Peace. The other day when I was bringing in two of my Peace roses, I said to myself, ”I’ll bet not everyone knows her story.” In 1939, the breeder Francis Meilland found a sturdy plant with pale gold blossoms growing from one seed he had nurtured. He sent cuttings to Germany, Italy and the United States. The bundle of stems addressed to a Pennsylvania rose grower was aboard the last American plane that got out of France in November 1940, a step ahead of the invading Nazis. Five years later, after the war ended, many experts considered Peace the best rose ever developed, and within a decade Peace was blossoming in more than 30 million bushes throughout the world. How many more bushes of this hybrid tea rose are blooming now!
Souvenir de la Malmaison. “Bad house”? “Sick house”? Well, the edifice was constructed about 1400 as a leprosy hospital. At the beginning of the 17th century, a legal administrator in Paris had it turned into a chateau. It was further renovated later that century. In 1799, the Empress Josephine, Napoleon’s wife, bought it. She was the first person in Europe to collect roses systematically. The rose was originally called the “Queen of Beauty and Fragrance.” When the Grand Duke of Russia visited the garden in 1814, seeking specimens for the Imperial Garden in St. Petersburg, Josephine handed him a blossom, saying, “Voici un souvenir de la Malmaison.” Souvenir de la Malmaison is a Bourbon rose of palest pink with its petals in quarters around the flower. It is fragrant and blooms most of the summer.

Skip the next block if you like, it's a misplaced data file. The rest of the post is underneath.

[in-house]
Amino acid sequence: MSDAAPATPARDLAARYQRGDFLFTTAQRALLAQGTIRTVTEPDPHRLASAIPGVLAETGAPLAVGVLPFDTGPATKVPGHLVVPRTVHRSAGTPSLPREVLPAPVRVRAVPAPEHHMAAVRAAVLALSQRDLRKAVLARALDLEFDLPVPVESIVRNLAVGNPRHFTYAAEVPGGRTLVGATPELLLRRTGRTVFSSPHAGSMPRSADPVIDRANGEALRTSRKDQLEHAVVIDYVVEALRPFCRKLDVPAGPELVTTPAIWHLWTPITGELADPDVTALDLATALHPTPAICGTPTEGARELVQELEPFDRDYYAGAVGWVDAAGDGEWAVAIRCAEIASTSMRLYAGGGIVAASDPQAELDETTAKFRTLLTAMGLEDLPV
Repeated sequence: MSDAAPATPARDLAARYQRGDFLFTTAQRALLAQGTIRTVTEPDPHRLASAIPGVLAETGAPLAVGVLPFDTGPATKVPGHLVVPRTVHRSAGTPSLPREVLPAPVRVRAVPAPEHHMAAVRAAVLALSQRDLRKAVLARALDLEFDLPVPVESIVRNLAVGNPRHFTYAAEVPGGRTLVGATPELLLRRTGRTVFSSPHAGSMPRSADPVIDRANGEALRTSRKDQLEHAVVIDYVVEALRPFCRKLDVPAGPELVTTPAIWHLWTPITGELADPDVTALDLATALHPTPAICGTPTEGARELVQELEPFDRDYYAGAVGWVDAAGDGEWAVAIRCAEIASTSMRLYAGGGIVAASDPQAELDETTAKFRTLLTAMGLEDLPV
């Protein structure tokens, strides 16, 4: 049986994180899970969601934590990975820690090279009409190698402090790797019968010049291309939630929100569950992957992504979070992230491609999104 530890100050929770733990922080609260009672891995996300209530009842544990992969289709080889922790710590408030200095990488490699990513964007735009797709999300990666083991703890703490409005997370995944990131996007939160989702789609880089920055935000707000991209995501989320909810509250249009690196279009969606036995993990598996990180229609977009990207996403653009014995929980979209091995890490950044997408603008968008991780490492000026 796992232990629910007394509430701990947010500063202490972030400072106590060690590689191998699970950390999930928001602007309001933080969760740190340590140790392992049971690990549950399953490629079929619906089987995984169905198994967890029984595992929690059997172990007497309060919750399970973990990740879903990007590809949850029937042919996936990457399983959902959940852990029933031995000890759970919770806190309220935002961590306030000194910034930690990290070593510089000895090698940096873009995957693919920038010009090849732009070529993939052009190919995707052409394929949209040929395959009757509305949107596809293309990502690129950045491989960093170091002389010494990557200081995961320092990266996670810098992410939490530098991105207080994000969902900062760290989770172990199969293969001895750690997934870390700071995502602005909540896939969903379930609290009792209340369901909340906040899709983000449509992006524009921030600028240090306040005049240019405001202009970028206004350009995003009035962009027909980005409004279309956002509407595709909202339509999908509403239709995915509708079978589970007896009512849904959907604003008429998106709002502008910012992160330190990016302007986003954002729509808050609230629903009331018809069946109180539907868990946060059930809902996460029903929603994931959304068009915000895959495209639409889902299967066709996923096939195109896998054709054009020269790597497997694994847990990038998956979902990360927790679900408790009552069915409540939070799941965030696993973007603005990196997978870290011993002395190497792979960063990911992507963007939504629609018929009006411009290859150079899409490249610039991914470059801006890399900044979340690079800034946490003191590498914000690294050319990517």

Barbara Wittman Alsip was born and raised in San Antonio, Texas, of German, Austrian and Prussian grandparents. Her father was a horticulturist, (Texas A&M, Class of 1919), and her mother was active in garden clubs and flower growing. She has two grown sons and two grandsons.
She received her BA and MA in French and Spanish from Texas Christian University and her PhD in French from Emory University. She taught at the university level for a number of years.
At her first home in western Pennsylvania, she had 165 trees, evergreens, flowering trees, perennials, herbs and annuals. She is looking forward to landscaping, with Bedner’s direction and help, at her new home.
Periods of drought, heat waves and rising water bills can make any gardener more interested in saving water. Fortunately, there are many ways you can be water-wise without skimping on the moisture your plants need to thrive.
- Make the Most of Mulch Mulches not only make plantings look more attractive, but their most important function is to help retain soil moisture. They keep the ground cool to reduce moisture loss and prevent growth of grasses and weeds that would otherwise compete with plant roots for soil moisture. The recommended depth is 2-4 inches, and there are many mulch types you can choose from to complement your landscaping and garden design.
- Improve the Soil Prevent soil compaction and aerate regularly to improve the efficiency of how the soil absorbs and retains water. Test the pH and make sure the levels are correct for the plants you are growing. Till in several inches of compost each year and amend with Profile soil conditioner.